One of our latest reports highlights a divide between the growth of U.S. utility investments and the sales that pay for them.
A booming market
U.S. utility investment has been on a tear. In 2016, regulated utilities invested $73.5 billion in property, plant and equipment, more than twice in real terms what they spent per year in the early 2000s, according to our data. Today, annual investment exceeds 10% of total asset value, up from around 6% a decade ago. There are regional variations across the U.S., but one thing is consistent: utilities are investing more than at any point since our dataset starts in 1994.
There are multiple factors contributing towards this jump in spending. Distribution continues to grow at a steady clip, led by regions that were liberalized in the 1990s. Utilities there may be offsetting the loss of generation assets by building up the distribution grid. In some parts of the country, utilities are making significant outlays on generation – since 2010, annual regulated power plant investment in MISO and the Southeast has been twice the previous average. But the most noticeable change is transmission. The segment has seen breakneck growth and now accounts for more than a quarter of utility investment, up from 11% in the 1990s.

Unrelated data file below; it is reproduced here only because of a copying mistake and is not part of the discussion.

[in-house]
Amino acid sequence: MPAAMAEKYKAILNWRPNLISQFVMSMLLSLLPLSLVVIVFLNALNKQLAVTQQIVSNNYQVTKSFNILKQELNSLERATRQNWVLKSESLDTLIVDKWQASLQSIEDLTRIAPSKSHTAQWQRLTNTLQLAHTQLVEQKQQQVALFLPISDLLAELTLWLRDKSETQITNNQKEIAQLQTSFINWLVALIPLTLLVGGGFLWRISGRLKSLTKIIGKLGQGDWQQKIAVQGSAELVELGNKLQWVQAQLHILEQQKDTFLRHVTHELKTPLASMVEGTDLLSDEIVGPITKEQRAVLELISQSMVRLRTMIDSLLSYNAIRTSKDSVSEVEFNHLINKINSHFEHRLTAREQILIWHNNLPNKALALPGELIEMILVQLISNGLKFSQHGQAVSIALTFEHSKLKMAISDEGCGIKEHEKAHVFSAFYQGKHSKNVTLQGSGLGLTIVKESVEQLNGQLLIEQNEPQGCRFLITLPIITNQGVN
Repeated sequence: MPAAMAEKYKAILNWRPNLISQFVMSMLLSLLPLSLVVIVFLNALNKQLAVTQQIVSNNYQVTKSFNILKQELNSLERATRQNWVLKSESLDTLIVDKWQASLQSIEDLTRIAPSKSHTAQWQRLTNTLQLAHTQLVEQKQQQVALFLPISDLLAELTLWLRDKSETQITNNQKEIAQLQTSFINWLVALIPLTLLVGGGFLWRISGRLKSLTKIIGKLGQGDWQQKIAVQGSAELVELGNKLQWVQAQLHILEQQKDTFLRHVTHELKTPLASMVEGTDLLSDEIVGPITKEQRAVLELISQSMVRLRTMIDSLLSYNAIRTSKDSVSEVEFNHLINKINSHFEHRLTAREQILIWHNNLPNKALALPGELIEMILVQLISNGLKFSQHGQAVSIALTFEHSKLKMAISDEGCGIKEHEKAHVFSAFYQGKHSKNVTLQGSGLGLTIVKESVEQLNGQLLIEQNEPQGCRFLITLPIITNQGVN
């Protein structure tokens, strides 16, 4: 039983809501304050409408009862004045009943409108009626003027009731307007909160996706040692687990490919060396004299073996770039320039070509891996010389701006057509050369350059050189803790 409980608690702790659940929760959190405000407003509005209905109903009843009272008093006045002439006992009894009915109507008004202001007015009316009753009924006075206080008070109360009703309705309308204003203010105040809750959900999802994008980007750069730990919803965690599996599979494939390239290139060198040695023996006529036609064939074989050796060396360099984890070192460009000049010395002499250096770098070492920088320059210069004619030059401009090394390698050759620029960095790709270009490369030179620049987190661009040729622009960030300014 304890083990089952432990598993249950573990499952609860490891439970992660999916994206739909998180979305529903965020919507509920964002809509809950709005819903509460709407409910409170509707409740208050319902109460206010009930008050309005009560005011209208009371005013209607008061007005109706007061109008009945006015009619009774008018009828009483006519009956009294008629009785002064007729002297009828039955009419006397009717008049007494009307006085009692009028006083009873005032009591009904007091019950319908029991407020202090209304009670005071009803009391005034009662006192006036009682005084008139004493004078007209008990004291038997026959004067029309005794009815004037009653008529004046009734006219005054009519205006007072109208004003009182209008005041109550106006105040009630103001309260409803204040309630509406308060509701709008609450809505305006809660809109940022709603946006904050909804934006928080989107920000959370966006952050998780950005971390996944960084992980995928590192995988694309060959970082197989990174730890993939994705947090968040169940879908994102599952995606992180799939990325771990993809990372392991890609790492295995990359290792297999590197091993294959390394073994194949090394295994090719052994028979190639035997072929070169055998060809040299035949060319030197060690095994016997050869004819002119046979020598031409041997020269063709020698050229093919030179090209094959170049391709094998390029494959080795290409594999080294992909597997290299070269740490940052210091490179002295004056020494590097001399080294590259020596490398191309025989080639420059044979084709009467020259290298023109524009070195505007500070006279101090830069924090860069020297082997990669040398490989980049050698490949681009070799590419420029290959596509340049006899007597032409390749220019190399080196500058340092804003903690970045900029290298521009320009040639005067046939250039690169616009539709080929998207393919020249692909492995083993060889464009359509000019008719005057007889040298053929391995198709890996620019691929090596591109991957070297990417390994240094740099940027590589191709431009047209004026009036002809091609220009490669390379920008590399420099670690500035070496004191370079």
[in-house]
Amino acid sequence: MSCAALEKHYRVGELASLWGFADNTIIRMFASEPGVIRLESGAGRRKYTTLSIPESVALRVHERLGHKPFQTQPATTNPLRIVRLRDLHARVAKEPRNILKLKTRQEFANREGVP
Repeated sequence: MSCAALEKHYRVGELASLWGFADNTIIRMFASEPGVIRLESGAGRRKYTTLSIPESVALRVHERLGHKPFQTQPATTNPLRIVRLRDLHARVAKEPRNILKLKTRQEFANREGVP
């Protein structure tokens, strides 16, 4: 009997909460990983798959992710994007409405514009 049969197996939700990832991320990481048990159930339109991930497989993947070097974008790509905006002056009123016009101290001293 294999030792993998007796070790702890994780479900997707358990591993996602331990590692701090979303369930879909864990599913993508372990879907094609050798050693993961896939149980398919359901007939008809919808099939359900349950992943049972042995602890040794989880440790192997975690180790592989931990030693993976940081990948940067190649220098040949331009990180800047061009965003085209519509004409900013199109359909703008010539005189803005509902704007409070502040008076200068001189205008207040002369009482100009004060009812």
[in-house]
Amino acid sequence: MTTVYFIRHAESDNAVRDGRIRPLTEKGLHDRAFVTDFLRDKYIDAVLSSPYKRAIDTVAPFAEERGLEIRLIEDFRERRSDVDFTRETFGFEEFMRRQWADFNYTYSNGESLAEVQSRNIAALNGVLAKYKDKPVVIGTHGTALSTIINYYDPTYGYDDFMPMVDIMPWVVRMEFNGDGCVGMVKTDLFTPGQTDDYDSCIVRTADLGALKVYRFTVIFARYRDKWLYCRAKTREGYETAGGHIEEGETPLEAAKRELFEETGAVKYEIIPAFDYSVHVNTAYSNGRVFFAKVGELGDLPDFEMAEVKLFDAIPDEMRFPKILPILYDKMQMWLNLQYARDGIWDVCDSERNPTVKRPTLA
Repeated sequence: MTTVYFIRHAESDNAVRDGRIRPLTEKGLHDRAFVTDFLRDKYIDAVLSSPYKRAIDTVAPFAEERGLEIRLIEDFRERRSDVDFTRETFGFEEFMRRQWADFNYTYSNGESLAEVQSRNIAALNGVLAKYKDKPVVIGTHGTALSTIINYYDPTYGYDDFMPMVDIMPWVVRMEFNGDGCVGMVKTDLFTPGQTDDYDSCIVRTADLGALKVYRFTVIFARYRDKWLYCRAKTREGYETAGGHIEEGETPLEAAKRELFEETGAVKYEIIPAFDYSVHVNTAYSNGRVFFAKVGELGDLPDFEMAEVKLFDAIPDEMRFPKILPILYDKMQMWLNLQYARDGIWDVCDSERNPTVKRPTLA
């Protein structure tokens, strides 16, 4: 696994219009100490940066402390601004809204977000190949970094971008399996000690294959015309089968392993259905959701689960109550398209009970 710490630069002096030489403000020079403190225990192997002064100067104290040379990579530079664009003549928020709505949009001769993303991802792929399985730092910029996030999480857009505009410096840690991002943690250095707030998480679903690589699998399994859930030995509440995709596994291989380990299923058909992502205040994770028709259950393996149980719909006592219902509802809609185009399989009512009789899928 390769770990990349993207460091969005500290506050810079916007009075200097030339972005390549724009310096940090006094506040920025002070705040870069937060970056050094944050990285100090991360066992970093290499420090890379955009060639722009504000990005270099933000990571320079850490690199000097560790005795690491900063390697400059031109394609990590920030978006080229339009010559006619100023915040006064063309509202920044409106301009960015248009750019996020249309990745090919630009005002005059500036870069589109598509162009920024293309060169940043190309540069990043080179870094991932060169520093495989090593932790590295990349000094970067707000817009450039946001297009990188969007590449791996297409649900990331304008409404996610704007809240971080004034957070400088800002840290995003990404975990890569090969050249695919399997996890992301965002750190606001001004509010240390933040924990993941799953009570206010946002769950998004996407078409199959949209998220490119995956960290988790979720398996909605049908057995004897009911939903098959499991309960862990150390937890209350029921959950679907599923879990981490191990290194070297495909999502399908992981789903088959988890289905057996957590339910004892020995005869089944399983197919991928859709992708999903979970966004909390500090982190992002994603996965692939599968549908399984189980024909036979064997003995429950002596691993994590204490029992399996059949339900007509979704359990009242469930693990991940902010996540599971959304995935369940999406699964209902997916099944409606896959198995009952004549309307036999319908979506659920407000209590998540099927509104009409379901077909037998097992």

What’s the problem?
For utilities and their owners, this is a positive story. Regulated power companies make money by earning a return on capital investments. The business model is simple: the more they spend, the more they earn, all else equal. But investments and profits are ultimately paid for by customers, and sales have not kept pace. Is the utility business model broken?
Historically, the value of utility assets and electricity sales grew at similar rates, but over the past decade they have diverged sharply. This raises questions about how the recent spate of investment will be paid for and whether it can continue. Ageing infrastructure, reliability concerns and the need to connect more renewables are all good reasons to spend more. But if sales do not catch up, it may be hard to sustain.